# (General question)Area charge density and electric potential

## Homework Statement

Sorry, the post isn't about a single homework problem but rather something that I keep getting confused on. It's about calculating the electric potential of a spherical shell of uniform charge in two different ways.

## Homework Equations

$\Delta V=\int_a^b -\vec E\cdot d\vec r$
$V=\frac{1}{4\pi\epsilon_0}\int\frac{dq}{r}$
Gauss's Law

## The Attempt at a Solution

Taking $V=0$ at $r\to\infty$, the electric potential of a spherical shell of charge $Q$ with radius $R$ should be:

$V=\int^R_\infty -\vec E\cdot d\vec r$

Using Gauss's Law, the electric field outside the shell is $\vec E = \frac{Q}{4\pi \epsilon_0 r^2}\hat r$. This gives $V=\frac{Q}{4\pi\epsilon_0}(\frac{1}{R}-\frac{1}{\infty})=\frac{Q}{4\pi\epsilon_0 R}$, which is what we expect.

The charge area density for the shell is $\sigma=\frac{Q}{4\pi R^2}=\frac{q}{A}$. Having A be the surface area for a sphere, the function for the charge of a spherical shell of radius r is:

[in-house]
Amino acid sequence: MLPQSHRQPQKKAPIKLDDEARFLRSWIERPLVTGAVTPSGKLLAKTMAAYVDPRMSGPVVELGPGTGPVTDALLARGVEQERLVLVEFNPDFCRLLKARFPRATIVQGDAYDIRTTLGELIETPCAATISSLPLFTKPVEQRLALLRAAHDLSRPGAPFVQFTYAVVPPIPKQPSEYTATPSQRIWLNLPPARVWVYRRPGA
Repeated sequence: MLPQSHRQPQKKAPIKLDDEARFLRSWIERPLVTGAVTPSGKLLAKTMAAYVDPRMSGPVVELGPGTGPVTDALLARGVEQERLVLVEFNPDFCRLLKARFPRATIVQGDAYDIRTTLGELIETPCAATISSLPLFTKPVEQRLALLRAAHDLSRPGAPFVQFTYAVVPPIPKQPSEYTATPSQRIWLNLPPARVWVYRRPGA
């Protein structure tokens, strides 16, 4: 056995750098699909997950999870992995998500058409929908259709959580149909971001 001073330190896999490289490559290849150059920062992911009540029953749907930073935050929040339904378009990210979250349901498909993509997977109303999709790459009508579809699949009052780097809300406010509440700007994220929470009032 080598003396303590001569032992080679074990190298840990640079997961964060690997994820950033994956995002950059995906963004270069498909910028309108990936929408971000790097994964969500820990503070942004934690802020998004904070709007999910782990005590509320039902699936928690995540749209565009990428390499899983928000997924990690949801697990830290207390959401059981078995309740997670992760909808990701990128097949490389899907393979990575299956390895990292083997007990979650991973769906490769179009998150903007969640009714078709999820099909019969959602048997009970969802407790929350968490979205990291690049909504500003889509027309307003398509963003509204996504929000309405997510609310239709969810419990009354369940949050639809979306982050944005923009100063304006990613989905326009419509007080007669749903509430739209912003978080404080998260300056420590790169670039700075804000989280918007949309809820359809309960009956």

$q(r)=\sigma A = \frac{Q}{4\pi R^2}(4\pi r^2)=Q\frac{r^2}{R^2}$

The infinitesimal charge is therefore $dq=\frac{2Q}{R^2}r dr$.

Since electric potentials for a distribution of charge is found by $V=\frac{1}{4\pi\epsilon_0}\int\frac{dq}{r}$, the $r$ variables cancel out and the integral reduces to $V=\frac{1}{4\pi\epsilon_0}\int^R_0\frac{2Q}{R^2}dr$.

Evaluating the integral gives $V=\frac{Q}{2\pi\epsilon_0 R}$, which is not what's expected. There's a factor of 2 somewhere that's throwing off the answers. Where am I going wrong?

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a spherical shell of uniform charge
How thick is the shell ? You integrate from 0 to R but is that really where the charge resides ?

How thick is the shell ? You integrate from 0 to R but is that really where the charge resides ?
$A_{\text{sphere}}=R^2\iint sin(\theta)d\theta d\phi$ where $\pi \ge \theta \ge 0$ and $2\pi\ge\phi\ge 0$ for an infinitely thin spherical shell
Leaving $\phi$ as a variable gives the following:
$A=2R^2\int d\phi$
$dA = 2R^2 d\phi$
$q=\sigma A$
$dq = \sigma dA = 2\sigma R^2 d\phi$
$V=\frac{1}{4\pi\epsilon_0}\int^{2\pi} _0 (\frac{1}{R})2\sigma R^2 d\phi$
$V=\frac{\sigma R}{\epsilon_0} = \frac{\frac{Q}{4\pi R^2}R}{\epsilon_0}$
$V=\frac{Q}{4\pi\epsilon_0 R}$
Right...thanks!